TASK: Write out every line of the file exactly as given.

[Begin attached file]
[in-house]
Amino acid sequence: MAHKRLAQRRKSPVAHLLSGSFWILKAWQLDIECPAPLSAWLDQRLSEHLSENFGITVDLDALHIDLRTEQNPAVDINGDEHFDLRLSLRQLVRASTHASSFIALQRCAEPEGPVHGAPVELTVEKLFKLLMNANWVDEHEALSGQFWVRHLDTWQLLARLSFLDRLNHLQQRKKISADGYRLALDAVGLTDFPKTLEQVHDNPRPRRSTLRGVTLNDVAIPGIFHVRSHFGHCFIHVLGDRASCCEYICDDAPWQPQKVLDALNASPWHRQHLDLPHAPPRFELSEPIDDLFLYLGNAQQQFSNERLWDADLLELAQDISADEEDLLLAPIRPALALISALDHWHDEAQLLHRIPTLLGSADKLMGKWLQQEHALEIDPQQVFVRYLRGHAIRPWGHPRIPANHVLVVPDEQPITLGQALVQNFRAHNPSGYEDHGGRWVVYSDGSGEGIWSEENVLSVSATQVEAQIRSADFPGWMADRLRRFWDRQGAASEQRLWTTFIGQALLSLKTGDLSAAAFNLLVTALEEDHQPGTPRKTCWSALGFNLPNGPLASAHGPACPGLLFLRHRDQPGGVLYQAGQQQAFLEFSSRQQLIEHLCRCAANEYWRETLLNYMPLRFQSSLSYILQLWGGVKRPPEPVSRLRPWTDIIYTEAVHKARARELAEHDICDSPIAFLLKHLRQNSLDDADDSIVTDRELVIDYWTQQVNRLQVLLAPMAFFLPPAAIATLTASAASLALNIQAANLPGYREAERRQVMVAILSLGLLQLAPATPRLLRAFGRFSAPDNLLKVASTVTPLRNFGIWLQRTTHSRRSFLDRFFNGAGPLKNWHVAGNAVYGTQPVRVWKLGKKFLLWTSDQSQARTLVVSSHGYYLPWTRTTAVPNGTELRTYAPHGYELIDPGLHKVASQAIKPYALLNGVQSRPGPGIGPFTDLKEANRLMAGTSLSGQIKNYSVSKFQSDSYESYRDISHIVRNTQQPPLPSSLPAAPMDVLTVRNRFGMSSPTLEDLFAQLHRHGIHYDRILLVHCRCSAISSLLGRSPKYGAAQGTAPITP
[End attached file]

[in-house]
Amino acid sequence: MAHKRLAQRRKSPVAHLLSGSFWILKAWQLDIECPAPLSAWLDQRLSEHLSENFGITVDLDALHIDLRTEQNPAVDINGDEHFDLRLSLRQLVRASTHASSFIALQRCAEPEGPVHGAPVELTVEKLFKLLMNANWVDEHEALSGQFWVRHLDTWQLLARLSFLDRLNHLQQRKKISADGYRLALDAVGLTDFPKTLEQVHDNPRPRRSTLRGVTLNDVAIPGIFHVRSHFGHCFIHVLGDRASCCEYICDDAPWQPQKVLDALNASPWHRQHLDLPHAPPRFELSEPIDDLFLYLGNAQQQFSNERLWDADLLELAQDISADEEDLLLAPIRPALALISALDHWHDEAQLLHRIPTLLGSADKLMGKWLQQEHALEIDPQQVFVRYLRGHAIRPWGHPRIPANHVLVVPDEQPITLGQALVQNFRAHNPSGYEDHGGRWVVYSDGSGEGIWSEENVLSVSATQVEAQIRSADFPGWMADRLRRFWDRQGAASEQRLWTTFIGQALLSLKTGDLSAAAFNLLVTALEEDHQPGTPRKTCWSALGFNLPNGPLASAHGPACPGLLFLRHRDQPGGVLYQAGQQQAFLEFSSRQQLIEHLCRCAANEYWRETLLNYMPLRFQSSLSYILQLWGGVKRPPEPVSRLRPWTDIIYTEAVHKARARELAEHDICDSPIAFLLKHLRQNSLDDADDSIVTDRELVIDYWTQQVNRLQVLLAPMAFFLPPAAIATLTASAASLALNIQAANLPGYREAERRQVMVAILSLGLLQLAPATPRLLRAFGRFSAPDNLLKVASTVTPLRNFGIWLQRTTHSRRSFLDRFFNGAGPLKNWHVAGNAVYGTQPVRVWKLGKKFLLWTSDQSQARTLVVSSHGYYLPWTRTTAVPNGTELRTYAPHGYELIDPGLHKVASQAIKPYALLNGVQSRPGPGIGPFTDLKEANRLMAGTSLSGQIKNYSVSKFQSDSYESYRDISHIVRNTQQPPLPSSLPAAPMDVLTVRNRFGMSSPTLEDLFAQLHRHGIHYDRILLVHCRCSAISSLLGRSPKYGAAQGTAPITP